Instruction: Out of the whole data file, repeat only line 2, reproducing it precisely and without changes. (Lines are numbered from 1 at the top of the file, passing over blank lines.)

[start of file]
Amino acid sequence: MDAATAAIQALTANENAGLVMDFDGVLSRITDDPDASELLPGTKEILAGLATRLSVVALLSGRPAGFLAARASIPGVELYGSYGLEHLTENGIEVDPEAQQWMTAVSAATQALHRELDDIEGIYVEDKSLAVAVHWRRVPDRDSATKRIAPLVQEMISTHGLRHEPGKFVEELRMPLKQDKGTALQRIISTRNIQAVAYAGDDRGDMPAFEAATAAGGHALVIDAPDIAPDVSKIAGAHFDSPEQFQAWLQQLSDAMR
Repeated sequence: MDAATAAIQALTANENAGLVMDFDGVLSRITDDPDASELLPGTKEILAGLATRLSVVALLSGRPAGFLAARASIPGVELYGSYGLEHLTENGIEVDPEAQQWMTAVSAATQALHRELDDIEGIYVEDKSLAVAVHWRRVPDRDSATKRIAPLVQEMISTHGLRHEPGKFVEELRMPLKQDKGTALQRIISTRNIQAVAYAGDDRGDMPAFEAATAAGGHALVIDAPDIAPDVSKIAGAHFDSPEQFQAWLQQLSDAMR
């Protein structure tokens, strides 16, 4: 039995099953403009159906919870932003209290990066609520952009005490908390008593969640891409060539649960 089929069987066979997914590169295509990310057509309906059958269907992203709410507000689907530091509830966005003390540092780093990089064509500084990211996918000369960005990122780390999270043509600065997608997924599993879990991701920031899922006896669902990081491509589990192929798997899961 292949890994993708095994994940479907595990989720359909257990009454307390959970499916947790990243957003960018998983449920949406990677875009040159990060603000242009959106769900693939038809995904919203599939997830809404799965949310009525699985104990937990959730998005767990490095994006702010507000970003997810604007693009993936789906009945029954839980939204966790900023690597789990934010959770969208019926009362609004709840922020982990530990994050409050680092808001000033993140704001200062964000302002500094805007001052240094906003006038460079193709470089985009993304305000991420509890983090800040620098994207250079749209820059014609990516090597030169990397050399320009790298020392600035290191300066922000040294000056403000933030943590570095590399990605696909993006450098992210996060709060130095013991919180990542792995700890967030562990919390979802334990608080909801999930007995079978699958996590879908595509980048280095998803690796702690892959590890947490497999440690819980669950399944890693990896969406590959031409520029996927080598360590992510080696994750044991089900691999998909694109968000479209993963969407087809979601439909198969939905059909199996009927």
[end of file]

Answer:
Repeated sequence: MDAATAAIQALTANENAGLVMDFDGVLSRITDDPDASELLPGTKEILAGLATRLSVVALLSGRPAGFLAARASIPGVELYGSYGLEHLTENGIEVDPEAQQWMTAVSAATQALHRELDDIEGIYVEDKSLAVAVHWRRVPDRDSATKRIAPLVQEMISTHGLRHEPGKFVEELRMPLKQDKGTALQRIISTRNIQAVAYAGDDRGDMPAFEAATAAGGHALVIDAPDIAPDVSKIAGAHFDSPEQFQAWLQQLSDAMR